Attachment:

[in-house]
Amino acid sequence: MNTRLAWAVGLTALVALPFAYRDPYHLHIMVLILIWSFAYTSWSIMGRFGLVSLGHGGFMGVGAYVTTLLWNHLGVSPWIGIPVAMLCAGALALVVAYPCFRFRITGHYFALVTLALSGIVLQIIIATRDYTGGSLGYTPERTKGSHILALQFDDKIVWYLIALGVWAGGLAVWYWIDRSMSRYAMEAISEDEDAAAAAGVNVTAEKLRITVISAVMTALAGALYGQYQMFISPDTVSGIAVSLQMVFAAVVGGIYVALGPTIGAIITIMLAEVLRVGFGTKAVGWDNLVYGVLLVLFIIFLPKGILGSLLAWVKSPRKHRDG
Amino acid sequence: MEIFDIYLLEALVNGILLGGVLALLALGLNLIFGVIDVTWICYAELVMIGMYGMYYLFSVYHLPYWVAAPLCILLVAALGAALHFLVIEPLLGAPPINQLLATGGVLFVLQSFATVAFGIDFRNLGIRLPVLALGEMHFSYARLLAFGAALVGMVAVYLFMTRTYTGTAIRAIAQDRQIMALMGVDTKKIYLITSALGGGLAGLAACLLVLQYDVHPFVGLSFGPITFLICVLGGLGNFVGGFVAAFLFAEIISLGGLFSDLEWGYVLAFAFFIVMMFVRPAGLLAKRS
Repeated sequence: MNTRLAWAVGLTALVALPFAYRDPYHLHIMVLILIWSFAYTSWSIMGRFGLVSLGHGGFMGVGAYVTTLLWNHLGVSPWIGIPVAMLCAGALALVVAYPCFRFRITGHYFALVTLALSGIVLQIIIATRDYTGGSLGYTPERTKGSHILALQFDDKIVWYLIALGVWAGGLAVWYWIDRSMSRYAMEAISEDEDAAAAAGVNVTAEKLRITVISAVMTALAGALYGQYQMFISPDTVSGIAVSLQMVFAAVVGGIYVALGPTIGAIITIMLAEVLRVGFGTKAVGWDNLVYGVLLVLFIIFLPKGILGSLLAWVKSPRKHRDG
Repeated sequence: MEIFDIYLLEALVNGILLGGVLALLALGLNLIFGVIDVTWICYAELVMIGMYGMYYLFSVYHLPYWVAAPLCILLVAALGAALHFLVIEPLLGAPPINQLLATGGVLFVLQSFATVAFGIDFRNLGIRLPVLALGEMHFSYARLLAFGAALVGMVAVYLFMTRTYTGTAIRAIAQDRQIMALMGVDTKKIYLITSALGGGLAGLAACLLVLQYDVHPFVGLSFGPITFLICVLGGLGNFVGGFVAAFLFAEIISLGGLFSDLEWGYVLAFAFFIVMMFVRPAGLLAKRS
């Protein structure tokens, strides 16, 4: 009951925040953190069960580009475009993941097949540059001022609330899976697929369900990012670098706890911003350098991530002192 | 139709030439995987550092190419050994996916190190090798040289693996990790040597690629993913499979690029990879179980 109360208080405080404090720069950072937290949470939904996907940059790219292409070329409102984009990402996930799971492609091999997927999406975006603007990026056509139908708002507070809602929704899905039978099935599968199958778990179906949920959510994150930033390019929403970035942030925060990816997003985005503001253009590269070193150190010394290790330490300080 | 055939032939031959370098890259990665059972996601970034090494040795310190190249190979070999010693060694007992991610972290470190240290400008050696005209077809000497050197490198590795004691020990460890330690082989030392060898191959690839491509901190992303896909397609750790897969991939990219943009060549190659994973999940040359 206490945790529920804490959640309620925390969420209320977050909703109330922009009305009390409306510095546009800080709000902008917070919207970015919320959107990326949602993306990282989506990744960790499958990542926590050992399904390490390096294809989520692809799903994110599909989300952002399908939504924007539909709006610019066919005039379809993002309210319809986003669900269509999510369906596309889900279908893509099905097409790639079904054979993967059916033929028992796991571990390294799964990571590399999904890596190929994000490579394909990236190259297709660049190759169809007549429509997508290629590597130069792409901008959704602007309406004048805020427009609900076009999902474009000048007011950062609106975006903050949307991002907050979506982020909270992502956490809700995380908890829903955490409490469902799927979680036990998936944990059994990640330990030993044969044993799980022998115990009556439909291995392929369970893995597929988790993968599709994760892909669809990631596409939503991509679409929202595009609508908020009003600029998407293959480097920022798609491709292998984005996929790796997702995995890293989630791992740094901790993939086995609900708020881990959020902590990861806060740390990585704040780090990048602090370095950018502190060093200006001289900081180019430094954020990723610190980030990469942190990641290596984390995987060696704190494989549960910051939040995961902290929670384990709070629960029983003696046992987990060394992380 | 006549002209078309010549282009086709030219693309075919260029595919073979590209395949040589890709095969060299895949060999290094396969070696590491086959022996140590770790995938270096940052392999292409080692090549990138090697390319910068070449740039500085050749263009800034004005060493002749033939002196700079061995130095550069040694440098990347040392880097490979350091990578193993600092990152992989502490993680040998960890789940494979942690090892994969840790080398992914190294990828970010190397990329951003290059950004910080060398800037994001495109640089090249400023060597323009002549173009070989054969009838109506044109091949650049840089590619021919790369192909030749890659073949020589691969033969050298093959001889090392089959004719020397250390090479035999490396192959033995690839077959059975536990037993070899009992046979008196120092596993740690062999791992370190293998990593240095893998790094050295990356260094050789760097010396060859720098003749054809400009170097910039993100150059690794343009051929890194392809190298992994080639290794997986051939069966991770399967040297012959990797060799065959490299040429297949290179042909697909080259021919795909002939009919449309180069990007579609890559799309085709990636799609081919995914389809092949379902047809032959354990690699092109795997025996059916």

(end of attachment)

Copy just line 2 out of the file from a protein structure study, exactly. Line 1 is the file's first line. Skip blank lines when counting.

Amino acid sequence: MNTRLAWAVGLTALVALPFAYRDPYHLHIMVLILIWSFAYTSWSIMGRFGLVSLGHGGFMGVGAYVTTLLWNHLGVSPWIGIPVAMLCAGALALVVAYPCFRFRITGHYFALVTLALSGIVLQIIIATRDYTGGSLGYTPERTKGSHILALQFDDKIVWYLIALGVWAGGLAVWYWIDRSMSRYAMEAISEDEDAAAAAGVNVTAEKLRITVISAVMTALAGALYGQYQMFISPDTVSGIAVSLQMVFAAVVGGIYVALGPTIGAIITIMLAEVLRVGFGTKAVGWDNLVYGVLLVLFIIFLPKGILGSLLAWVKSPRKHRDG